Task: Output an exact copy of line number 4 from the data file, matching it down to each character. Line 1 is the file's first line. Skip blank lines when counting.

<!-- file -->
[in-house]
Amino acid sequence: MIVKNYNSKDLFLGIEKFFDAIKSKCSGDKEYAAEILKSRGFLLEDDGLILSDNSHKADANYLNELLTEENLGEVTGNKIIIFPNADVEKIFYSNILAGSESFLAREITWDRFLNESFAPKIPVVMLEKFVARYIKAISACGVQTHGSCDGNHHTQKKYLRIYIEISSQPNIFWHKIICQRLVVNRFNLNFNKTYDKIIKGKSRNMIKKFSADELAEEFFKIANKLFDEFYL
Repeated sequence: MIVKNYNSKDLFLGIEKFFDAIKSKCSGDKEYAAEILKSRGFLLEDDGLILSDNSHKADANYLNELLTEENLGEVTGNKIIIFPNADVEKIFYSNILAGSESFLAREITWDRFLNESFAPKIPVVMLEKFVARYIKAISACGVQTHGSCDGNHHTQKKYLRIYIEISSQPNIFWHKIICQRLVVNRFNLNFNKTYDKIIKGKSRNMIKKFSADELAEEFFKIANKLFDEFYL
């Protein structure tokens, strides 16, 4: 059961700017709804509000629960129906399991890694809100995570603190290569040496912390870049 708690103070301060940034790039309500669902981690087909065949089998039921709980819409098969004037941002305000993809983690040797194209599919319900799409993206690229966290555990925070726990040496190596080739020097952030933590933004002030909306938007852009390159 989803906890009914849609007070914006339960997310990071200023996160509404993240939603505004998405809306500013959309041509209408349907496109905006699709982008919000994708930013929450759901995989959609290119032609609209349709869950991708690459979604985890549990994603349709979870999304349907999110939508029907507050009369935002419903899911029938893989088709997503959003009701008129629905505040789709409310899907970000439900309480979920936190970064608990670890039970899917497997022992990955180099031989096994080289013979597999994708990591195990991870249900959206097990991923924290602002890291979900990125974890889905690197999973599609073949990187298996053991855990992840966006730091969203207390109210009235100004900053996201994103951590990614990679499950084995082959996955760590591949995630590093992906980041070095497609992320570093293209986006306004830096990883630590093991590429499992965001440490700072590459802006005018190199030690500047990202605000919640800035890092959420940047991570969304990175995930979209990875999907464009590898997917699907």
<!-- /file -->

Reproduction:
């Protein structure tokens, strides 16, 4: 059961700017709804509000629960129906399991890694809100995570603190290569040496912390870049 708690103070301060940034790039309500669902981690087909065949089998039921709980819409098969004037941002305000993809983690040797194209599919319900799409993206690229966290555990925070726990040496190596080739020097952030933590933004002030909306938007852009390159 989803906890009914849609007070914006339960997310990071200023996160509404993240939603505004998405809306500013959309041509209408349907496109905006699709982008919000994708930013929450759901995989959609290119032609609209349709869950991708690459979604985890549990994603349709979870999304349907999110939508029907507050009369935002419903899911029938893989088709997503959003009701008129629905505040789709409310899907970000439900309480979920936190970064608990670890039970899917497997022992990955180099031989096994080289013979597999994708990591195990991870249900959206097990991923924290602002890291979900990125974890889905690197999973599609073949990187298996053991855990992840966006730091969203207390109210009235100004900053996201994103951590990614990679499950084995082959996955760590591949995630590093992906980041070095497609992320570093293209986006306004830096990883630590093991590429499992965001440490700072590459802006005018190199030690500047990202605000919640800035890092959420940047991570969304990175995930979209990875999907464009590898997917699907």